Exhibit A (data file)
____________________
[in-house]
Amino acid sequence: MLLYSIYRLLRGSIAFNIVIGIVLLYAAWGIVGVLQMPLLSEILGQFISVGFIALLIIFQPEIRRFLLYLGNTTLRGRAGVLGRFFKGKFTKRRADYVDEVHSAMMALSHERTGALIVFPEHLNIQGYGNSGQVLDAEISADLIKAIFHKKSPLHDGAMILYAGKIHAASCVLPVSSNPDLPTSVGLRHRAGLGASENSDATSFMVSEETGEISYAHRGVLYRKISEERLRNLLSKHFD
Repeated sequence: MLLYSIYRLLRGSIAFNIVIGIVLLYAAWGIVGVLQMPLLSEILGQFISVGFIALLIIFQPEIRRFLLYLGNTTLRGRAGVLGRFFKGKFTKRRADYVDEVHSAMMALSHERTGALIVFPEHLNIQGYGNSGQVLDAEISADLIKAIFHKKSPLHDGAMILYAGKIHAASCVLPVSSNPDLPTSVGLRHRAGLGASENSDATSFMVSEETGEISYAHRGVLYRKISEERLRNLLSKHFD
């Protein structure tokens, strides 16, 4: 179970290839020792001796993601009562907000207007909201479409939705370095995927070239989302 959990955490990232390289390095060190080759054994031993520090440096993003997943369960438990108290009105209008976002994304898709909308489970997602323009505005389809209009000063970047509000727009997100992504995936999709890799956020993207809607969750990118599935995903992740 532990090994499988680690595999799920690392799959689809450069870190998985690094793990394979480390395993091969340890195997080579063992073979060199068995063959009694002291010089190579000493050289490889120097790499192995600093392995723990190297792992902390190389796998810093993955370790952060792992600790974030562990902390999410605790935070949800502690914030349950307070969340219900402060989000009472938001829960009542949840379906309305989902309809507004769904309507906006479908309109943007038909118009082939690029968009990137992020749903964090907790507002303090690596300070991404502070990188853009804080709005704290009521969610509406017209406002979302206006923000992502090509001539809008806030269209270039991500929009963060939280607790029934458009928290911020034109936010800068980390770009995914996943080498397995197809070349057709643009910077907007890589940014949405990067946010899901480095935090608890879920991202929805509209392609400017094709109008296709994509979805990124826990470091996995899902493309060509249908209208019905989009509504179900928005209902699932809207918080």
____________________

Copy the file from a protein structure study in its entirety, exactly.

[in-house]
Amino acid sequence: MLLYSIYRLLRGSIAFNIVIGIVLLYAAWGIVGVLQMPLLSEILGQFISVGFIALLIIFQPEIRRFLLYLGNTTLRGRAGVLGRFFKGKFTKRRADYVDEVHSAMMALSHERTGALIVFPEHLNIQGYGNSGQVLDAEISADLIKAIFHKKSPLHDGAMILYAGKIHAASCVLPVSSNPDLPTSVGLRHRAGLGASENSDATSFMVSEETGEISYAHRGVLYRKISEERLRNLLSKHFD
Repeated sequence: MLLYSIYRLLRGSIAFNIVIGIVLLYAAWGIVGVLQMPLLSEILGQFISVGFIALLIIFQPEIRRFLLYLGNTTLRGRAGVLGRFFKGKFTKRRADYVDEVHSAMMALSHERTGALIVFPEHLNIQGYGNSGQVLDAEISADLIKAIFHKKSPLHDGAMILYAGKIHAASCVLPVSSNPDLPTSVGLRHRAGLGASENSDATSFMVSEETGEISYAHRGVLYRKISEERLRNLLSKHFD
């Protein structure tokens, strides 16, 4: 179970290839020792001796993601009562907000207007909201479409939705370095995927070239989302 959990955490990232390289390095060190080759054994031993520090440096993003997943369960438990108290009105209008976002994304898709909308489970997602323009505005389809209009000063970047509000727009997100992504995936999709890799956020993207809607969750990118599935995903992740 532990090994499988680690595999799920690392799959689809450069870190998985690094793990394979480390395993091969340890195997080579063992073979060199068995063959009694002291010089190579000493050289490889120097790499192995600093392995723990190297792992902390190389796998810093993955370790952060792992600790974030562990902390999410605790935070949800502690914030349950307070969340219900402060989000009472938001829960009542949840379906309305989902309809507004769904309507906006479908309109943007038909118009082939690029968009990137992020749903964090907790507002303090690596300070991404502070990188853009804080709005704290009521969610509406017209406002979302206006923000992502090509001539809008806030269209270039991500929009963060939280607790029934458009928290911020034109936010800068980390770009995914996943080498397995197809070349057709643009910077907007890589940014949405990067946010899901480095935090608890879920991202929805509209392609400017094709109008296709994509979805990124826990470091996995899902493309060509249908209208019905989009509504179900928005209902699932809207918080």